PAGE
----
In addition to the internal risk of deposition, which is modeled using selectorate politics (Bueno de Mesquita et al. 2003), leaders risk being deposed by mass political movements such as revolutions. Leaders reward supporters with either public goods, which reward the whole of society, improve economic productivity, and increase the ability of revolutionaries to organize, or private goods. If confronted with a revolutionary threat then leaders respond by either suppressing public goods-which prevents revolutionaries organizing-or increasing public goods, so citizens have less incentive to rebel. Unearned resources, such as natural resource rents or aid, increase the likelihood of revolutionary onset and effect how leaders best respond to the threat. The results address the resource curse, the potentially pernicious effects of foreign aid and incentives to democratize.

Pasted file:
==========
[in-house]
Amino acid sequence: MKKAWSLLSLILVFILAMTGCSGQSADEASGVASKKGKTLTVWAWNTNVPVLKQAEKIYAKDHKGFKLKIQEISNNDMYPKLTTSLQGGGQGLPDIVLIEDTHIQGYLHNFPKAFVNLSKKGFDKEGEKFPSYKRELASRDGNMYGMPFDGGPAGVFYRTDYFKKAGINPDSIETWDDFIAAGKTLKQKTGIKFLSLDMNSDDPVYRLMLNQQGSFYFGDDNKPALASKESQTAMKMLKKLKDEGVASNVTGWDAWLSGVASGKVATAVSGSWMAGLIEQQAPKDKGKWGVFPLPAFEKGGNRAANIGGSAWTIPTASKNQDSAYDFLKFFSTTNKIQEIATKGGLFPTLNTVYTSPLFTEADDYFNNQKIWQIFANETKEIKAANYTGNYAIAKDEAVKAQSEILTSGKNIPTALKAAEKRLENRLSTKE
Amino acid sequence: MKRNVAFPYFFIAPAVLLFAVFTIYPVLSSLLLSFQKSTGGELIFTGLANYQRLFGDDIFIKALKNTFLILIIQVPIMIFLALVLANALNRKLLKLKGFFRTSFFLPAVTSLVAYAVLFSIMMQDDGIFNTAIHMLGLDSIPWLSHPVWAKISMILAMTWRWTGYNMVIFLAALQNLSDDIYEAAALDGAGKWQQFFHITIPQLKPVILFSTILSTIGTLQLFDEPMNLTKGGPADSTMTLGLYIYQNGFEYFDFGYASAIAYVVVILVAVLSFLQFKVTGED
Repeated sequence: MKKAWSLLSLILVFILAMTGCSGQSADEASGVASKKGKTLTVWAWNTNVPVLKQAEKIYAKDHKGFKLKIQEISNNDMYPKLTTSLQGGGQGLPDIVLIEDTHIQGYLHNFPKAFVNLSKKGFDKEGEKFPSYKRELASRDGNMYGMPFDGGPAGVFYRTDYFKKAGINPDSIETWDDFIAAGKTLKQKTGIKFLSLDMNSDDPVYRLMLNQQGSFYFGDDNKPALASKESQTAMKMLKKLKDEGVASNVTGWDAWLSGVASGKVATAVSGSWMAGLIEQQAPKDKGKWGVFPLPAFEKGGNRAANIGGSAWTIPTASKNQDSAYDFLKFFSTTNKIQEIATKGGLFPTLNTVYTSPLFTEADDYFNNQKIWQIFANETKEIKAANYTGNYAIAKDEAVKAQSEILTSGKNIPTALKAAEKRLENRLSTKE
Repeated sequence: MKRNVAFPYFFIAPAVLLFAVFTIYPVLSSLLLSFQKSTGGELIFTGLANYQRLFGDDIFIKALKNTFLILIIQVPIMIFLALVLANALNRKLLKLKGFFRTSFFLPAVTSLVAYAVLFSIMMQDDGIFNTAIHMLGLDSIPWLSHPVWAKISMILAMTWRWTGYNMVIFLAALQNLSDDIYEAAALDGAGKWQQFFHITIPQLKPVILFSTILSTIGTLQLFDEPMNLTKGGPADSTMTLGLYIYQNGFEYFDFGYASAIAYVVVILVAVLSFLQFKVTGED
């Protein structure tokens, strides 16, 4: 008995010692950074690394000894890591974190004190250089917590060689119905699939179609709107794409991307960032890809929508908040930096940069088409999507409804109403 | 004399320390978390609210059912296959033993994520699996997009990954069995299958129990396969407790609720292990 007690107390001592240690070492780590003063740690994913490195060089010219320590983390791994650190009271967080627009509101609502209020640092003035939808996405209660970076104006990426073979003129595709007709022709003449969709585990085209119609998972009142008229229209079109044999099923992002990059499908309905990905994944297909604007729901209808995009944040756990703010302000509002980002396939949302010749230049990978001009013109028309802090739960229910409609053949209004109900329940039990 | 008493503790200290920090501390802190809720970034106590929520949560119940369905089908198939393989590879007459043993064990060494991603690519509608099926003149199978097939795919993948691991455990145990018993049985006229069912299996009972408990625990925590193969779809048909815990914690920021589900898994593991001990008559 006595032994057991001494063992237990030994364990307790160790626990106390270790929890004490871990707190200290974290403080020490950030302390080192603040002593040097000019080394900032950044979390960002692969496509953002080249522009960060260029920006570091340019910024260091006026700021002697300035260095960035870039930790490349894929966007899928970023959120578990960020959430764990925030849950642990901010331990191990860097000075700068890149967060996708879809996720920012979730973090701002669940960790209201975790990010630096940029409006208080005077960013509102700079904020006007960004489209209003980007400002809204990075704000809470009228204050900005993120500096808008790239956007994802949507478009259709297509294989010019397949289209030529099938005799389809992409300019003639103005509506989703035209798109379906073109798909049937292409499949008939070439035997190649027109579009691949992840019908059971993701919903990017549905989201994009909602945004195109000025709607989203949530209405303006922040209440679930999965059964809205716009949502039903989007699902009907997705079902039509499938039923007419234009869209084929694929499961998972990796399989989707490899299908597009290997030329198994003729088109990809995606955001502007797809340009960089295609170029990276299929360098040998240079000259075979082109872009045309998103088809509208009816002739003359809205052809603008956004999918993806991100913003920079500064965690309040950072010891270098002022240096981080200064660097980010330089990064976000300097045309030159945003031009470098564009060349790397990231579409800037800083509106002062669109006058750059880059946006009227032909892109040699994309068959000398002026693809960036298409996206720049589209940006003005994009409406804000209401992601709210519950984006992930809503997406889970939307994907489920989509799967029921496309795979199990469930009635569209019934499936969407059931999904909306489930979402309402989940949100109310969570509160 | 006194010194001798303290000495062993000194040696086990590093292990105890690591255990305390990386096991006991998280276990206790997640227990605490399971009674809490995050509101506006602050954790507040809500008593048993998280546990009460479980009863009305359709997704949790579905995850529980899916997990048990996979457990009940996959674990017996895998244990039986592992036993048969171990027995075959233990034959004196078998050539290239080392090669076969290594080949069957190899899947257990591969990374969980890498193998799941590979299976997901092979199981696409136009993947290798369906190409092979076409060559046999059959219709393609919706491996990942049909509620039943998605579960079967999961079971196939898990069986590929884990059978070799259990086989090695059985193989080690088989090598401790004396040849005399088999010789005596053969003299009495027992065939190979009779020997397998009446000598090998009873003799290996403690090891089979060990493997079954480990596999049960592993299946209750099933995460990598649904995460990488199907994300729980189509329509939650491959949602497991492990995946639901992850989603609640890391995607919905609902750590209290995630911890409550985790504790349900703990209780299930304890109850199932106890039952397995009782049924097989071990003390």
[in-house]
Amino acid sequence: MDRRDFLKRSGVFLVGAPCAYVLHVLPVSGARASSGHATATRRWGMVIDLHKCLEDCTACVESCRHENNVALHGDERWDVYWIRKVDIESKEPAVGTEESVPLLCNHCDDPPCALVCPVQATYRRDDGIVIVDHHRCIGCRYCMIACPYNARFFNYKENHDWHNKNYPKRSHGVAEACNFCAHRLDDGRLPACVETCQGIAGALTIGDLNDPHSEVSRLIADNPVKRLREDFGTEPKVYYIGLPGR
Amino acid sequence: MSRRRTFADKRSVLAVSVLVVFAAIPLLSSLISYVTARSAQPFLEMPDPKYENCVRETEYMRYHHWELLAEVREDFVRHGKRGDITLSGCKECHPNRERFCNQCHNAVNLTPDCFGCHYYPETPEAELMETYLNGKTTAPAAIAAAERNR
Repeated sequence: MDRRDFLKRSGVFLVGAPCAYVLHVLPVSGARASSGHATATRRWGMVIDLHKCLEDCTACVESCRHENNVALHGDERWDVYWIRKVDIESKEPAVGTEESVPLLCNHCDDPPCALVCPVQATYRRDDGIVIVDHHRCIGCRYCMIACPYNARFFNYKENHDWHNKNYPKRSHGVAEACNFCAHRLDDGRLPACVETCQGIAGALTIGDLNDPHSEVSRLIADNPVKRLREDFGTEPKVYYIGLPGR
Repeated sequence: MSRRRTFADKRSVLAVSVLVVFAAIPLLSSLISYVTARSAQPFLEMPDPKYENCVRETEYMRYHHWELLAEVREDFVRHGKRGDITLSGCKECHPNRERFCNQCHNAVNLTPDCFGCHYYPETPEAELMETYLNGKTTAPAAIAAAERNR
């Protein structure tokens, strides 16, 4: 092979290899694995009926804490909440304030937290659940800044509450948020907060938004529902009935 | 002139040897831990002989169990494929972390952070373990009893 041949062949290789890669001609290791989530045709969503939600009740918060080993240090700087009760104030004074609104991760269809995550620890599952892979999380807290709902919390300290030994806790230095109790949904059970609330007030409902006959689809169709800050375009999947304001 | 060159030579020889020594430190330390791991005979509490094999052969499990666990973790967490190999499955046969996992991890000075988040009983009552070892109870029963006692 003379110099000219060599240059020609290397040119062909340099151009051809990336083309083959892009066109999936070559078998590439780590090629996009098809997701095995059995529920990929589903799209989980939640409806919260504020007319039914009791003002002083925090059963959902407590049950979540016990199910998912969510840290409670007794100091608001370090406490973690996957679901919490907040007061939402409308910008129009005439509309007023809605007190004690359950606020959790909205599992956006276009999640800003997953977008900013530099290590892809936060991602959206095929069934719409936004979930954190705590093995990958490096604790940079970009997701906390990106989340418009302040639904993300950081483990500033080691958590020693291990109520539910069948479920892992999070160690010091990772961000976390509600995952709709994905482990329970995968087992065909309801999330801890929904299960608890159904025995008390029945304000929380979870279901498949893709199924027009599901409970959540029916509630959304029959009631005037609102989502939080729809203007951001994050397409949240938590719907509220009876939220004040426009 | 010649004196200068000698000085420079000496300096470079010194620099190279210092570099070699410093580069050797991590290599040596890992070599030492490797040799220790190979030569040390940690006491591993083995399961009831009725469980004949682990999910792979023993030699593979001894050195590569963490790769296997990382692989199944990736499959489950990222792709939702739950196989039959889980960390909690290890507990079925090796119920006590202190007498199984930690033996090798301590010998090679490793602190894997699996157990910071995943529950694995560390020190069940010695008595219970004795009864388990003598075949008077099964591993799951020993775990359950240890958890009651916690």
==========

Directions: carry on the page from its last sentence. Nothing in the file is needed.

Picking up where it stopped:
|Original language||English (US)|
|Number of pages||14|
|Journal||Journal of Politics|
|State||Published - Jul 2008|
ASJC Scopus subject areas
- Sociology and Political Science